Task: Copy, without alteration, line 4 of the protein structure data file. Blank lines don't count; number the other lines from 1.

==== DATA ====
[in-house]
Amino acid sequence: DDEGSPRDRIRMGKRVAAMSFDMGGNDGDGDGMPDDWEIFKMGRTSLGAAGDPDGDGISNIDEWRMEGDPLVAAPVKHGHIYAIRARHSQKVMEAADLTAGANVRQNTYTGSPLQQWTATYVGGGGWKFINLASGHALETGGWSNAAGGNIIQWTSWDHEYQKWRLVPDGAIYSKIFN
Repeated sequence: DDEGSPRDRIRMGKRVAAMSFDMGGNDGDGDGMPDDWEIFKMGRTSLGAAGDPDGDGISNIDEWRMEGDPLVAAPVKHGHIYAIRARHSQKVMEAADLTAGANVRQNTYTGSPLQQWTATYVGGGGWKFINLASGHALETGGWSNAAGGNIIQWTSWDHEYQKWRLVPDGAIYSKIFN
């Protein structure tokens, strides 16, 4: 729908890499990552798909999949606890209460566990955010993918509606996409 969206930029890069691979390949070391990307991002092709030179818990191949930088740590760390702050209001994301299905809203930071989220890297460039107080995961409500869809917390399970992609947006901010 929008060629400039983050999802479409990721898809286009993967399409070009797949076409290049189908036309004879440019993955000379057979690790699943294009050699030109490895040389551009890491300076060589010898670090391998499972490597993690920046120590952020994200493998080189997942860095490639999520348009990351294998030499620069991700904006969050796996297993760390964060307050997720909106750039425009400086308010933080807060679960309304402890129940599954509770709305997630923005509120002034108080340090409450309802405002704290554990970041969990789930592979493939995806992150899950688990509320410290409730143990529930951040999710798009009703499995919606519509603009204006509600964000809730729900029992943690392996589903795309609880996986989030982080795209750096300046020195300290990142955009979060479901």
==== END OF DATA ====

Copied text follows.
């Protein structure tokens, strides 16, 4: 729908890499990552798909999949606890209460566990955010993918509606996409 969206930029890069691979390949070391990307991002092709030179818990191949930088740590760390702050209001994301299905809203930071989220890297460039107080995961409500869809917390399970992609947006901010 929008060629400039983050999802479409990721898809286009993967399409070009797949076409290049189908036309004879440019993955000379057979690790699943294009050699030109490895040389551009890491300076060589010898670090391998499972490597993690920046120590952020994200493998080189997942860095490639999520348009990351294998030499620069991700904006969050796996297993760390964060307050997720909106750039425009400086308010933080807060679960309304402890129940599954509770709305997630923005509120002034108080340090409450309802405002704290554990970041969990789930592979493939995806992150899950688990509320410290409730143990529930951040999710798009009703499995919606519509603009204006509600964000809730729900029992943690392996589903795309609880996986989030982080795209750096300046020195300290990142955009979060479901």